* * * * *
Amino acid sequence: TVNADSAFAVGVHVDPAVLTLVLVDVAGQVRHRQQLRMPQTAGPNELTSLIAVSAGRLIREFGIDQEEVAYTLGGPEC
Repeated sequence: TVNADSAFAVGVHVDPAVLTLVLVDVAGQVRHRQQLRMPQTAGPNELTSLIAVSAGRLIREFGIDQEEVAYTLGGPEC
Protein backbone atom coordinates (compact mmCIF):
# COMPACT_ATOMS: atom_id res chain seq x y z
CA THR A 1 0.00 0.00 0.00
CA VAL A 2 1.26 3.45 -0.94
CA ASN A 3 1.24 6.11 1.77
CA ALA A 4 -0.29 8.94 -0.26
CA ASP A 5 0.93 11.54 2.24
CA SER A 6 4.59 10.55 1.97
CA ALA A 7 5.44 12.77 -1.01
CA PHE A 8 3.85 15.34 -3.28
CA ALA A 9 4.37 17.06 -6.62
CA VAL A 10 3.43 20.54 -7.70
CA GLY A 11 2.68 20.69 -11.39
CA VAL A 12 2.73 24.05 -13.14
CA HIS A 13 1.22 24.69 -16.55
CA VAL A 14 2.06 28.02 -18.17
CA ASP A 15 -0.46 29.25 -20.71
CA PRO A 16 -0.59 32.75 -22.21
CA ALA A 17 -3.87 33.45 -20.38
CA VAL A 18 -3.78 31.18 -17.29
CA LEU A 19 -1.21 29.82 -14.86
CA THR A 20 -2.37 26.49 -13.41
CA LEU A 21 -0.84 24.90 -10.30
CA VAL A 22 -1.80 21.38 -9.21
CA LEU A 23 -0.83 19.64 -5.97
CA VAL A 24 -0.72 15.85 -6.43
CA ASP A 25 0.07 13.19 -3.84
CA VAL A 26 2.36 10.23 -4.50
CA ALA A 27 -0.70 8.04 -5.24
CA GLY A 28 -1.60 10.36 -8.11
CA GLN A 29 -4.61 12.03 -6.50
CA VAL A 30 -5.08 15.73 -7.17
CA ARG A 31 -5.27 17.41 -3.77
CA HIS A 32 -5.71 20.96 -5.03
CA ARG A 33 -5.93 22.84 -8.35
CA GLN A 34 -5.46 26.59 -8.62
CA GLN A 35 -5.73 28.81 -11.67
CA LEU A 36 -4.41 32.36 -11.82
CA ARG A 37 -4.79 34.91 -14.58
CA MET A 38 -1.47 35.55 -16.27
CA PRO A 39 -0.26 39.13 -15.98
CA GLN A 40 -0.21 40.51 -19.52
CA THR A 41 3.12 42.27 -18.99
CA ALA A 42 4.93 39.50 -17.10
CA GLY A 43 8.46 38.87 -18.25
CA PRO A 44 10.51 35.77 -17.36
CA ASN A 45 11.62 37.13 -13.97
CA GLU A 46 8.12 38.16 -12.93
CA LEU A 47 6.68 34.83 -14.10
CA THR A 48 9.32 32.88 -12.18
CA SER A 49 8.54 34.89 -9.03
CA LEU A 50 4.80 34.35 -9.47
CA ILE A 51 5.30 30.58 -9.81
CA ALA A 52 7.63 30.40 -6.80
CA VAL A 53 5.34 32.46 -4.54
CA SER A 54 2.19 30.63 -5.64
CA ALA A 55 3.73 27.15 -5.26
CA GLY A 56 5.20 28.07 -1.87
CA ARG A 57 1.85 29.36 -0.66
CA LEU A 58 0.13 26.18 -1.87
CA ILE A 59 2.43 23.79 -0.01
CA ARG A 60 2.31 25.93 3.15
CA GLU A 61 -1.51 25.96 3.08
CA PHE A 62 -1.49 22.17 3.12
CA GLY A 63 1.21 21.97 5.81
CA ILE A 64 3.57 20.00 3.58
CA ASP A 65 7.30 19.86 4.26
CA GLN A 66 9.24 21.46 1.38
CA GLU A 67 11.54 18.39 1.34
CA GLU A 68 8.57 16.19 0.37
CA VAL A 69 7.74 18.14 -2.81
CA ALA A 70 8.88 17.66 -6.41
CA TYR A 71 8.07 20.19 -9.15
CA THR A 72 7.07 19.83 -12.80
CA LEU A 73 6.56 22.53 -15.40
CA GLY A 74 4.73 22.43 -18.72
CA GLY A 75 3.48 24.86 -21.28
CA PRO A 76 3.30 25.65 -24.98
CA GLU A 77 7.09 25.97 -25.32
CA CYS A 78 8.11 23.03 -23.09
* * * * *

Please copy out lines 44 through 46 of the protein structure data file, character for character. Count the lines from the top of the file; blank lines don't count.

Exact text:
CA GLN A 40 -0.21 40.51 -19.52
CA THR A 41 3.12 42.27 -18.99
CA ALA A 42 4.93 39.50 -17.10